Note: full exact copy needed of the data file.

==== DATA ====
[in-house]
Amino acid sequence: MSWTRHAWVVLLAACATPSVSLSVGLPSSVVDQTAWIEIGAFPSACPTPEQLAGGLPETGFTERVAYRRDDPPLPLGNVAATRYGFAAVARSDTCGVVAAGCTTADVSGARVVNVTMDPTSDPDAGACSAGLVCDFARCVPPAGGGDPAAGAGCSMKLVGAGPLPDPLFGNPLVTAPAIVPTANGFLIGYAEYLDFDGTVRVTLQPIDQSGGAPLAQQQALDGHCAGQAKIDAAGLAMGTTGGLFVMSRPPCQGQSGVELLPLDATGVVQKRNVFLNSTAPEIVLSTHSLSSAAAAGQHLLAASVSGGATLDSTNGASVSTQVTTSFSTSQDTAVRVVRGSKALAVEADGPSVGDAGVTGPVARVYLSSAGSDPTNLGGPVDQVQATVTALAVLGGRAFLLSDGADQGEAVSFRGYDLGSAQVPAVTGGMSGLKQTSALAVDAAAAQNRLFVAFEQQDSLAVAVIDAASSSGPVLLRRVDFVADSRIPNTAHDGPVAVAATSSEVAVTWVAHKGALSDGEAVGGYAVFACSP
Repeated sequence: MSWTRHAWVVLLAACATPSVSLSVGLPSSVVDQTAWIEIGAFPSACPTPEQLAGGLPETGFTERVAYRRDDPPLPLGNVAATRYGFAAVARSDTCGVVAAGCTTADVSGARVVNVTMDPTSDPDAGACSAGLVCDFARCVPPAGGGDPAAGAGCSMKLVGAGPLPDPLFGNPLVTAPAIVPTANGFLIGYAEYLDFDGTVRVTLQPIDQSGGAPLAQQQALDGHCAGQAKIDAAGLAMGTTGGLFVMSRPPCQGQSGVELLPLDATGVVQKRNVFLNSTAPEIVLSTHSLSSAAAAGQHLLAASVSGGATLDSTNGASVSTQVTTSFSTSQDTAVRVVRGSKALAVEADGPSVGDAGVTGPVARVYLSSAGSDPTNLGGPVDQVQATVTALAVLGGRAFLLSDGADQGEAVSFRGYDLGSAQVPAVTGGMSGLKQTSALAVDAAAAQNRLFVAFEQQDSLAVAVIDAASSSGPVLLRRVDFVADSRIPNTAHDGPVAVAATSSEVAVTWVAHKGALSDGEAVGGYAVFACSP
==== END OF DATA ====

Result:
[in-house]
Amino acid sequence: MSWTRHAWVVLLAACATPSVSLSVGLPSSVVDQTAWIEIGAFPSACPTPEQLAGGLPETGFTERVAYRRDDPPLPLGNVAATRYGFAAVARSDTCGVVAAGCTTADVSGARVVNVTMDPTSDPDAGACSAGLVCDFARCVPPAGGGDPAAGAGCSMKLVGAGPLPDPLFGNPLVTAPAIVPTANGFLIGYAEYLDFDGTVRVTLQPIDQSGGAPLAQQQALDGHCAGQAKIDAAGLAMGTTGGLFVMSRPPCQGQSGVELLPLDATGVVQKRNVFLNSTAPEIVLSTHSLSSAAAAGQHLLAASVSGGATLDSTNGASVSTQVTTSFSTSQDTAVRVVRGSKALAVEADGPSVGDAGVTGPVARVYLSSAGSDPTNLGGPVDQVQATVTALAVLGGRAFLLSDGADQGEAVSFRGYDLGSAQVPAVTGGMSGLKQTSALAVDAAAAQNRLFVAFEQQDSLAVAVIDAASSSGPVLLRRVDFVADSRIPNTAHDGPVAVAATSSEVAVTWVAHKGALSDGEAVGGYAVFACSP
Repeated sequence: MSWTRHAWVVLLAACATPSVSLSVGLPSSVVDQTAWIEIGAFPSACPTPEQLAGGLPETGFTERVAYRRDDPPLPLGNVAATRYGFAAVARSDTCGVVAAGCTTADVSGARVVNVTMDPTSDPDAGACSAGLVCDFARCVPPAGGGDPAAGAGCSMKLVGAGPLPDPLFGNPLVTAPAIVPTANGFLIGYAEYLDFDGTVRVTLQPIDQSGGAPLAQQQALDGHCAGQAKIDAAGLAMGTTGGLFVMSRPPCQGQSGVELLPLDATGVVQKRNVFLNSTAPEIVLSTHSLSSAAAAGQHLLAASVSGGATLDSTNGASVSTQVTTSFSTSQDTAVRVVRGSKALAVEADGPSVGDAGVTGPVARVYLSSAGSDPTNLGGPVDQVQATVTALAVLGGRAFLLSDGADQGEAVSFRGYDLGSAQVPAVTGGMSGLKQTSALAVDAAAAQNRLFVAFEQQDSLAVAVIDAASSSGPVLLRRVDFVADSRIPNTAHDGPVAVAATSSEVAVTWVAHKGALSDGEAVGGYAVFACSP